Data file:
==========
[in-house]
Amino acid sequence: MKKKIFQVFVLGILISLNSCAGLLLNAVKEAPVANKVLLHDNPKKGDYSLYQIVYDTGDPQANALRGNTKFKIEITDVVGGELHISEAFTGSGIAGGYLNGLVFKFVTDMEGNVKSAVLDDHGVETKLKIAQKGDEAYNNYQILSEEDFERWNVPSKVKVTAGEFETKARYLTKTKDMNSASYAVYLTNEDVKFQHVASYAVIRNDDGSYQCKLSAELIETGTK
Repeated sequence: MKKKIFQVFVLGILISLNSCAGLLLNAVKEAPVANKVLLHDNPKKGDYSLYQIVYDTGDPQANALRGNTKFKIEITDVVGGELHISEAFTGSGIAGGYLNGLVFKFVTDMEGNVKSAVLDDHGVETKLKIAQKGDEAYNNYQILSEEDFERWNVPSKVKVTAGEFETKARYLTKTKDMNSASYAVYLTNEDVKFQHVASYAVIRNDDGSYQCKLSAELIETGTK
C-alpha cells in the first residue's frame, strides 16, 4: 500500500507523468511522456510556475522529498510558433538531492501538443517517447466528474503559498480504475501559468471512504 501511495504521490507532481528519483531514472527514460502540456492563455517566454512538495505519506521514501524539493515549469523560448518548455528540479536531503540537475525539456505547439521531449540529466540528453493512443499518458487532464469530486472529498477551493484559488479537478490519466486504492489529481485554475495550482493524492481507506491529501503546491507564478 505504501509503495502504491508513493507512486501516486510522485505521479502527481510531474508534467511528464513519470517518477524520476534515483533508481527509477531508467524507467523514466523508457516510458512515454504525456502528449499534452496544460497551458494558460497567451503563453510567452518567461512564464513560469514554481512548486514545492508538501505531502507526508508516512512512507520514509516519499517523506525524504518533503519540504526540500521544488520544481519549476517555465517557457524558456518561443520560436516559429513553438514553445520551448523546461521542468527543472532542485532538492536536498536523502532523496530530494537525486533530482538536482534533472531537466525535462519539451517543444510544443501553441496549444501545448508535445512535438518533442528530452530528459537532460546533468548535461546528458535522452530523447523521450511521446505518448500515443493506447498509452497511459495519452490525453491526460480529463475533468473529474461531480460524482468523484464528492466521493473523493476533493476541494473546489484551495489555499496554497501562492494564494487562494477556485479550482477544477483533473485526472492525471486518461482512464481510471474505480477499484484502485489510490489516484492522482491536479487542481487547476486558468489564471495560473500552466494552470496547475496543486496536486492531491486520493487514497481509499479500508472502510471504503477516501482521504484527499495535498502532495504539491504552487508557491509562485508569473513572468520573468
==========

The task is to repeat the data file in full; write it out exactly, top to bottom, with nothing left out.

[in-house]
Amino acid sequence: MKKKIFQVFVLGILISLNSCAGLLLNAVKEAPVANKVLLHDNPKKGDYSLYQIVYDTGDPQANALRGNTKFKIEITDVVGGELHISEAFTGSGIAGGYLNGLVFKFVTDMEGNVKSAVLDDHGVETKLKIAQKGDEAYNNYQILSEEDFERWNVPSKVKVTAGEFETKARYLTKTKDMNSASYAVYLTNEDVKFQHVASYAVIRNDDGSYQCKLSAELIETGTK
Repeated sequence: MKKKIFQVFVLGILISLNSCAGLLLNAVKEAPVANKVLLHDNPKKGDYSLYQIVYDTGDPQANALRGNTKFKIEITDVVGGELHISEAFTGSGIAGGYLNGLVFKFVTDMEGNVKSAVLDDHGVETKLKIAQKGDEAYNNYQILSEEDFERWNVPSKVKVTAGEFETKARYLTKTKDMNSASYAVYLTNEDVKFQHVASYAVIRNDDGSYQCKLSAELIETGTK
C-alpha cells in the first residue's frame, strides 16, 4: 500500500507523468511522456510556475522529498510558433538531492501538443517517447466528474503559498480504475501559468471512504 501511495504521490507532481528519483531514472527514460502540456492563455517566454512538495505519506521514501524539493515549469523560448518548455528540479536531503540537475525539456505547439521531449540529466540528453493512443499518458487532464469530486472529498477551493484559488479537478490519466486504492489529481485554475495550482493524492481507506491529501503546491507564478 505504501509503495502504491508513493507512486501516486510522485505521479502527481510531474508534467511528464513519470517518477524520476534515483533508481527509477531508467524507467523514466523508457516510458512515454504525456502528449499534452496544460497551458494558460497567451503563453510567452518567461512564464513560469514554481512548486514545492508538501505531502507526508508516512512512507520514509516519499517523506525524504518533503519540504526540500521544488520544481519549476517555465517557457524558456518561443520560436516559429513553438514553445520551448523546461521542468527543472532542485532538492536536498536523502532523496530530494537525486533530482538536482534533472531537466525535462519539451517543444510544443501553441496549444501545448508535445512535438518533442528530452530528459537532460546533468548535461546528458535522452530523447523521450511521446505518448500515443493506447498509452497511459495519452490525453491526460480529463475533468473529474461531480460524482468523484464528492466521493473523493476533493476541494473546489484551495489555499496554497501562492494564494487562494477556485479550482477544477483533473485526472492525471486518461482512464481510471474505480477499484484502485489510490489516484492522482491536479487542481487547476486558468489564471495560473500552466494552470496547475496543486496536486492531491486520493487514497481509499479500508472502510471504503477516501482521504484527499495535498502532495504539491504552487508557491509562485508569473513572468520573468